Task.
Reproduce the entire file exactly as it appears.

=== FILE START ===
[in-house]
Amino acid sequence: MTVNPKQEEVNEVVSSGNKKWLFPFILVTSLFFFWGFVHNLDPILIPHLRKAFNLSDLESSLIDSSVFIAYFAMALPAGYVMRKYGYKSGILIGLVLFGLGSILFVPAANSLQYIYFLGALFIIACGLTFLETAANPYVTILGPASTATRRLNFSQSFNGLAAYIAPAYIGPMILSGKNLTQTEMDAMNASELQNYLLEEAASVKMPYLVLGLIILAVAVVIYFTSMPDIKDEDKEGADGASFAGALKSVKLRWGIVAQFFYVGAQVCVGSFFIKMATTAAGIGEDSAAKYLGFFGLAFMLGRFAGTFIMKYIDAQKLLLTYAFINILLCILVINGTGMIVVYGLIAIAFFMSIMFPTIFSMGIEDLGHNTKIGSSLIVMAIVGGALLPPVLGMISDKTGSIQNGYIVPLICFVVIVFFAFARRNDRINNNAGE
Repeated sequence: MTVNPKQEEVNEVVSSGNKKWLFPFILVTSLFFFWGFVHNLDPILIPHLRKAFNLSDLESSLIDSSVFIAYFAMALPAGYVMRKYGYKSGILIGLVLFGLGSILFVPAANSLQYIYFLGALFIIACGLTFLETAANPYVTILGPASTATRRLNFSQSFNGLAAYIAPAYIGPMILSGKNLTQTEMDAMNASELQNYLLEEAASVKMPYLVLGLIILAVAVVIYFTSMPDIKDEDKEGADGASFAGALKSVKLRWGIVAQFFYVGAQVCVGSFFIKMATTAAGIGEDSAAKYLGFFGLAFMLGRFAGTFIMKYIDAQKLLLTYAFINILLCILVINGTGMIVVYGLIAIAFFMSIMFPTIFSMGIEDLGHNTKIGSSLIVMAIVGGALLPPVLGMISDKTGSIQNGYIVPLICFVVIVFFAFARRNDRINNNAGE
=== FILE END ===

[in-house]
Amino acid sequence: MTVNPKQEEVNEVVSSGNKKWLFPFILVTSLFFFWGFVHNLDPILIPHLRKAFNLSDLESSLIDSSVFIAYFAMALPAGYVMRKYGYKSGILIGLVLFGLGSILFVPAANSLQYIYFLGALFIIACGLTFLETAANPYVTILGPASTATRRLNFSQSFNGLAAYIAPAYIGPMILSGKNLTQTEMDAMNASELQNYLLEEAASVKMPYLVLGLIILAVAVVIYFTSMPDIKDEDKEGADGASFAGALKSVKLRWGIVAQFFYVGAQVCVGSFFIKMATTAAGIGEDSAAKYLGFFGLAFMLGRFAGTFIMKYIDAQKLLLTYAFINILLCILVINGTGMIVVYGLIAIAFFMSIMFPTIFSMGIEDLGHNTKIGSSLIVMAIVGGALLPPVLGMISDKTGSIQNGYIVPLICFVVIVFFAFARRNDRINNNAGE
Repeated sequence: MTVNPKQEEVNEVVSSGNKKWLFPFILVTSLFFFWGFVHNLDPILIPHLRKAFNLSDLESSLIDSSVFIAYFAMALPAGYVMRKYGYKSGILIGLVLFGLGSILFVPAANSLQYIYFLGALFIIACGLTFLETAANPYVTILGPASTATRRLNFSQSFNGLAAYIAPAYIGPMILSGKNLTQTEMDAMNASELQNYLLEEAASVKMPYLVLGLIILAVAVVIYFTSMPDIKDEDKEGADGASFAGALKSVKLRWGIVAQFFYVGAQVCVGSFFIKMATTAAGIGEDSAAKYLGFFGLAFMLGRFAGTFIMKYIDAQKLLLTYAFINILLCILVINGTGMIVVYGLIAIAFFMSIMFPTIFSMGIEDLGHNTKIGSSLIVMAIVGGALLPPVLGMISDKTGSIQNGYIVPLICFVVIVFFAFARRNDRINNNAGE